Let Us Break Bread Together
Further Explorations of the Afro-Semitic Experience
 More of this Feature
• Part 3: On Mixing Jewish and Gospel Songs
  Related Resources
• Jewish/Israeli Music
• African Music
• Jewish Music 101
 Elsewhere on the Web
• David Chevan's Official Site

Paula: What are your goals with the album Let Us Break Bread Together?

David: First and foremost our goal was to present something musically sound and meaningful. Since we are musicians the music must play a central role in what we do. Then, after that, the idea of presenting a spiritual side of our lives and dealing with specific musical traditions in a very personal way is of importance. For us it was an opportunity to revisit the music we had grown up with. Speaking for myself, most of the Jewish melodies on the CD I have known since I was a young boy. I am now learning more Jewish music as a result of my involvement in this project. In a way it was a way to return to my Jewish roots. Many Jewish melodies lend themselves to improvisation and present different types of road maps (by road maps I mean structures for improvisation: such as chord progressions or form) than one finds in the typical jazz standard. I'm also at a crossroads in my life where I want to make something meaningful out of my art. Jazz has the ability to speak and communicate very sophisticated ideas and I wanted to apply these ideas to this part of my life. By combining the Jewish and African-American traditions in the way that we have we are able to make a pretty strong statement about Black and Jewish relations that is direct and honest. Our melodies are often similar but they are not the same. This can be heard on the CD. Warren and I are distinct in our musical styles and approaches, but we have found ways to communicate with one another that show a deep respect and willingness to listen to one another.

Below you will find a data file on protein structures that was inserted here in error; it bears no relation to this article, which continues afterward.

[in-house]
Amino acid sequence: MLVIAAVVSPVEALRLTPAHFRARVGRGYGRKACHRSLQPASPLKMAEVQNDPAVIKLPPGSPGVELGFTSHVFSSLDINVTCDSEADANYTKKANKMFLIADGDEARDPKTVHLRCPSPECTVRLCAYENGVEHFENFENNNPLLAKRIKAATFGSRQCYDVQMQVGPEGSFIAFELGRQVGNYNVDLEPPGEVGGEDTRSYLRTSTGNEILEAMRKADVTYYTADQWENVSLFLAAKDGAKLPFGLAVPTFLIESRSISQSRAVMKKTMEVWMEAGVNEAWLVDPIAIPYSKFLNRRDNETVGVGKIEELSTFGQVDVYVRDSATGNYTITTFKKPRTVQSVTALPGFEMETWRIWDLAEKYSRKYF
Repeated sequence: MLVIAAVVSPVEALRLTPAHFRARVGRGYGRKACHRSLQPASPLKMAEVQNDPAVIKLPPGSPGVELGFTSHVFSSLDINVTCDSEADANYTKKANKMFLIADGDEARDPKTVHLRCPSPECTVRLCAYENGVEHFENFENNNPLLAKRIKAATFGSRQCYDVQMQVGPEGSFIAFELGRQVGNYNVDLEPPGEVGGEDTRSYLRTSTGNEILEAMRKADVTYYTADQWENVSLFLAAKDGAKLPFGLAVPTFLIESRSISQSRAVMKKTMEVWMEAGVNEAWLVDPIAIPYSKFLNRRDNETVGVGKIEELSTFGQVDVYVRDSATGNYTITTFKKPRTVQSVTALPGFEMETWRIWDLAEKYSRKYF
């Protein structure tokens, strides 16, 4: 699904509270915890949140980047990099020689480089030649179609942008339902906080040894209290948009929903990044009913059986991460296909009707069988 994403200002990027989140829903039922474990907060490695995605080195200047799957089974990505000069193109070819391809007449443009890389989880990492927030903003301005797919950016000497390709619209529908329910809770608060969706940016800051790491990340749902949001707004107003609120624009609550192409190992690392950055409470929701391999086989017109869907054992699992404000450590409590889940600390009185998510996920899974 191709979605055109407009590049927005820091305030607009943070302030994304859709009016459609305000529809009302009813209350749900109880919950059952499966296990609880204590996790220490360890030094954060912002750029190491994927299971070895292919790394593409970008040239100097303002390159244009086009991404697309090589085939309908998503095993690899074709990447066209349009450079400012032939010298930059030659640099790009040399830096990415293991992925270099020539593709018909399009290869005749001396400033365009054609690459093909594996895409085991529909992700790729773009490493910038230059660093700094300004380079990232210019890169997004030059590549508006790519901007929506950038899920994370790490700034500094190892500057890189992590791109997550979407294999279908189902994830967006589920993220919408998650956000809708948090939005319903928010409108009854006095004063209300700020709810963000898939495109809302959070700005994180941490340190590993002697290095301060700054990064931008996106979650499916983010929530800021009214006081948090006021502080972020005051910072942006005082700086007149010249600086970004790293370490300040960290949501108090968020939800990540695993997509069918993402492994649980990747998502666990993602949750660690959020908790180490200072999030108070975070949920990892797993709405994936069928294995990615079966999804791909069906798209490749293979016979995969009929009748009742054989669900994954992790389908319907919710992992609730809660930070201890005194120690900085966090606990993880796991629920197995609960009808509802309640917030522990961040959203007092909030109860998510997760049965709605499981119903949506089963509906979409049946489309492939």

Warren: I feel that harmony is first expressed in the spiritual then materializes into concrete form. This album is representational of this process, hopefully influencing others to congregate into unit of diversity, allowing the differences to be the strength and inspiration for evolution.

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